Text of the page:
If you want expert advice on biosecurity, talk to a Canadian hog farmer — and cattle producers should probably do just that.
The country’s outstanding record on controlling the porcine epidemic diarrhea virus has a host of lessons for the cattle sector, says a swine veterinarian who was deeply involved in Alberta’s battle against PEDv.
Start with the fact that everyone got on board, Dr. Egan Brockhoff told attendees at Livestock Gentec’s field day here.
“Almost every single pork producer in Canada took part in a national biosecurity training program and was audited,” said Brockhoff, a swine veterinarian with Prairie Swine Health Services.
“That’s never happened before in the world. There’s never been a case where every single farmer who owned pigs participated.”
This sort of co-operation was spread across the entire sector.
“Canada was quite fortunate because we had the Canadian Swine Health board that was dedicated to nothing other than keeping the health of the Canadian pork industry at the top in the world,” he said. “That was their job, and they had huge co-operation across the country.”
The numbers tell the story.
In the U.S., the virus, which kills piglets and severely weakens sows, spread like wildfire — infecting thousands of farms and killing eight million pigs. Based on the relative size of its hog sector, Canada should have had about 1,000 cases. But the total is just 109.
And a fifth of those came right at the start of the crisis in January 2014, when the virus showed up at 20 Ontario farms in a short period. All turned out to have purchased feed tainted with infected porcine plasma from the same feed mill.
“That’s not the first time this has happened in the Canadian livestock industry,” said Brockhoff. “But the lesson learned is, ‘How often do we talk about feed biosecurity?’”
The No. 1 risk
That wasn’t the only question being asked, Brockhoff told the field day attendees at Agriculture and Agri-Food Canada’s Lacombe research station.
“The risk factors are something that we started to identify early on. This is where I ask you to think about your own industry: How can you mitigate risk factors?”
The single biggest thing you can do to lower risk is to be cautious when purchasing new animals.
“That is the absolute king,” said Brockhoff. “You go out, buy a new animal, bring it to your farm and what it has, you now have. And vice versa. That’s a No. 1 risk.”
So what does being cautious mean?
For Brockhoff’s clients that means having him call the vet of the producer who is selling pigs. The two vets will talk about health and herd compatibility and if there’s any risk, the sale doesn’t happen and the pigs don’t move.
Another huge change is transport biosecurity.
Brockhoff, who grew up on a large feedlot and cow-calf operation in central Alberta, has never seen a cattle liner that’s been properly washed, dried and disinfected in his 40-plus years.
But that’s the standard in the hog sector even though “it takes a lot of work to wash out every pork livestock trailer in Canada and the United States.”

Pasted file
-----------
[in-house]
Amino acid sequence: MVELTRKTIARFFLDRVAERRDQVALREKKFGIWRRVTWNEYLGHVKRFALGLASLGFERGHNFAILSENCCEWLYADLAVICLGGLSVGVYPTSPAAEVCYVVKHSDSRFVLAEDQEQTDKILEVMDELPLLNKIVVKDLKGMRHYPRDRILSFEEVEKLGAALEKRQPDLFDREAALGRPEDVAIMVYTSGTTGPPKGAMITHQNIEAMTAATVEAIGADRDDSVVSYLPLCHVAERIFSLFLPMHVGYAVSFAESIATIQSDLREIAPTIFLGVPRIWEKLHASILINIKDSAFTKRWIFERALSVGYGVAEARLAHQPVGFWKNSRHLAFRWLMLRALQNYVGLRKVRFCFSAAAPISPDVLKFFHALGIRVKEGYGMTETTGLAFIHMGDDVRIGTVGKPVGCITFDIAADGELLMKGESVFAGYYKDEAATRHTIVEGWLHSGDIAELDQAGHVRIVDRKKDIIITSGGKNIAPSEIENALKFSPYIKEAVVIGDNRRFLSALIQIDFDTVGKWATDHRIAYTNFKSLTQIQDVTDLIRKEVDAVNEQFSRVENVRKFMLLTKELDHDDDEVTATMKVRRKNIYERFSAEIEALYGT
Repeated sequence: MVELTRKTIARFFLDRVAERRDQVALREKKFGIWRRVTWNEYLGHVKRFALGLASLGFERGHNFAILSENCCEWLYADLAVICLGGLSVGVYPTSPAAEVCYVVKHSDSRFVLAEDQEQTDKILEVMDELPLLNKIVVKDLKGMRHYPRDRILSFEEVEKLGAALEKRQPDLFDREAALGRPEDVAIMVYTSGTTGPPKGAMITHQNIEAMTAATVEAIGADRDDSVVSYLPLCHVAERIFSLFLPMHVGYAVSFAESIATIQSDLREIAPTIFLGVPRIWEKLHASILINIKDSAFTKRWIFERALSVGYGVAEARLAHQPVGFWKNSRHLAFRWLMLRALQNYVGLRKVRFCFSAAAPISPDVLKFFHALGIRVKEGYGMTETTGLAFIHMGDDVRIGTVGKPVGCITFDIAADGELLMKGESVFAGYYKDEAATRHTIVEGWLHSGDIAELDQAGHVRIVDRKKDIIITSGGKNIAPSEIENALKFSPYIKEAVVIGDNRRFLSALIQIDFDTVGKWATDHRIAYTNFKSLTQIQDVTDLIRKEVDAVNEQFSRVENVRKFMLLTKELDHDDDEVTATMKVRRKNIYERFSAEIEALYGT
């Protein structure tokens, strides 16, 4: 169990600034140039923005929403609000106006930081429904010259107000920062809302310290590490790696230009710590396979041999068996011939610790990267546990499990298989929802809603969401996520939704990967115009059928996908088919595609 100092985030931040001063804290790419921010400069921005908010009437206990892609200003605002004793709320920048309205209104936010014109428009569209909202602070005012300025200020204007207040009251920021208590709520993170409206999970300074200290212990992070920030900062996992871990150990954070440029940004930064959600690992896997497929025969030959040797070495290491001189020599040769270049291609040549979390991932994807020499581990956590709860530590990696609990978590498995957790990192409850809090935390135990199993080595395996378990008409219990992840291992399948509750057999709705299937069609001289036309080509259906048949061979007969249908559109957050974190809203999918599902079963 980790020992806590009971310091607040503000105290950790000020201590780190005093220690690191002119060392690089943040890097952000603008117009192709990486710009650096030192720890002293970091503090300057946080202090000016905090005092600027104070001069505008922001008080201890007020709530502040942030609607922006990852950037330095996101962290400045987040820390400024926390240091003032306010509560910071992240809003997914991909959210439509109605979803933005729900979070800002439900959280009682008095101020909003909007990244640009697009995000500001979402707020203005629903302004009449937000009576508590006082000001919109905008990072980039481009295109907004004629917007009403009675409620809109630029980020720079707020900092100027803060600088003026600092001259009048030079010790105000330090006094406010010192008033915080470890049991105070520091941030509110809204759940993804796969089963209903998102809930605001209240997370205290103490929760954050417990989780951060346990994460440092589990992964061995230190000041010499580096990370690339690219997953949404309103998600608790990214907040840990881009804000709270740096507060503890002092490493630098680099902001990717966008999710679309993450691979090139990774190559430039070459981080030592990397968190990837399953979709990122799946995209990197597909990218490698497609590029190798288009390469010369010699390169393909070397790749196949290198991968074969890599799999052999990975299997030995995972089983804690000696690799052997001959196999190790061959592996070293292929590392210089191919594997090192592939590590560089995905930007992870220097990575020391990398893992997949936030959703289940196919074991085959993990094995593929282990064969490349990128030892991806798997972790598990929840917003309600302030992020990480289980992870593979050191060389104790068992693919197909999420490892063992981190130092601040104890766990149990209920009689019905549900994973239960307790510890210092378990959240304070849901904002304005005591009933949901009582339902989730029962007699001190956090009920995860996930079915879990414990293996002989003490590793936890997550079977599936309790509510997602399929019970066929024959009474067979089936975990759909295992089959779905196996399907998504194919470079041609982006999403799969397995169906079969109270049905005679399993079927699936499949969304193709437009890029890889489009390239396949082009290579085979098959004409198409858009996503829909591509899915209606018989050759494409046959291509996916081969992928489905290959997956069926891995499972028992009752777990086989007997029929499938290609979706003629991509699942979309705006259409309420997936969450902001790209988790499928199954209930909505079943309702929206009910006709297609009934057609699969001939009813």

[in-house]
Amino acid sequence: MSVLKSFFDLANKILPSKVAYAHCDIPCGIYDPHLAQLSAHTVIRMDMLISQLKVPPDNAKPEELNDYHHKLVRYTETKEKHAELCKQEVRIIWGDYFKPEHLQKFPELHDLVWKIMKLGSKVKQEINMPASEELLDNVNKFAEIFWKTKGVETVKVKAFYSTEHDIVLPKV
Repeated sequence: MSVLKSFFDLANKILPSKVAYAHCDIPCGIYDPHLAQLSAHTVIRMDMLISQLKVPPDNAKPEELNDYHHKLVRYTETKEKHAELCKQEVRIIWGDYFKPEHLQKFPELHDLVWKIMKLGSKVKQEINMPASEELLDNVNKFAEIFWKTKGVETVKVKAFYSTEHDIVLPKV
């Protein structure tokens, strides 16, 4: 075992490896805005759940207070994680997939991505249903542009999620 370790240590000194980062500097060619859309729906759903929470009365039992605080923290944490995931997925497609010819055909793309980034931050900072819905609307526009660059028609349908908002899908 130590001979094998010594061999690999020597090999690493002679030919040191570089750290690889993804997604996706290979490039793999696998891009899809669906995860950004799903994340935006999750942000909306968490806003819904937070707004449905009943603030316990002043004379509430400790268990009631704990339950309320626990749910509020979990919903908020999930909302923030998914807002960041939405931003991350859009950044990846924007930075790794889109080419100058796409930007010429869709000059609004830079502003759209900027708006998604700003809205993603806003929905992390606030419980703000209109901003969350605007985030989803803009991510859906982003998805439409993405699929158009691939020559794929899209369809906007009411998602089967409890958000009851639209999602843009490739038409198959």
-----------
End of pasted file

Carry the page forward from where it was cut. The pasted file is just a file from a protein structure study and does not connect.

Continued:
“Canada produces nearly 30 million pigs, the U.S. nearly 10 times that. There are more swine transports on the road than anything else in the North American livestock industry and we’re trying to make sure we wash every single one of them.”
Canada is fortunate because it uses fresh water in truck washes because recycling water (which is done in the U.S.) helps spread viruses and bacteria (see story on page 12). But even then, washing and disinfecting can’t completely eliminate viruses. So thermal-assist drying is recommended — which means putting a trailer inside a building heated to 35 C for at least 90 minutes. In Alberta, there’s now a new mobile baking unit for trailers that heats the trailer’s surfaces to 70 C. While baking the viruses effectively kills them, freezing has no impact.
“Only when you clean, wash, disinfect, and dry these transports do you make them virus free or as close to that as possible,” said Brockhoff.
The washing of livestock transports in the pork industry is now audited.
A surprising danger
But it’s not just the big and obvious sources of potential contamination that have come under scrutiny.
“The smartphone has become one of our greatest disease-carrying agents. There was a super-cool study published in the U.K. a couple of years ago… 25 per cent of the cellphones sampled from people who lived in the city of London had fecal material on the surface.
“Those are Londoners, so I don’t know what that means. But for those of you who work with livestock routinely, I’m going to guess those numbers are even higher, if you’re hanging out with livestock all the time.”
One of the big things that helped prevent the spread of PEDv was communication across the sector. The Canadian Swine Health Intelligence Network, which monitors data on pig health, was key and so were education initiatives.
But the two most vital things were having the right attitude and being determined to do whatever it took to fight PEDv, he said.
“Of the 109 sites that have been affected in Canada with PEDv, about half of them are now negative,” said Brockhoff. “We are going to kick this virus out of Canada. It’s endemic to the U.S. and will be there for a long time but in Canada, we expect to have this virus gone.”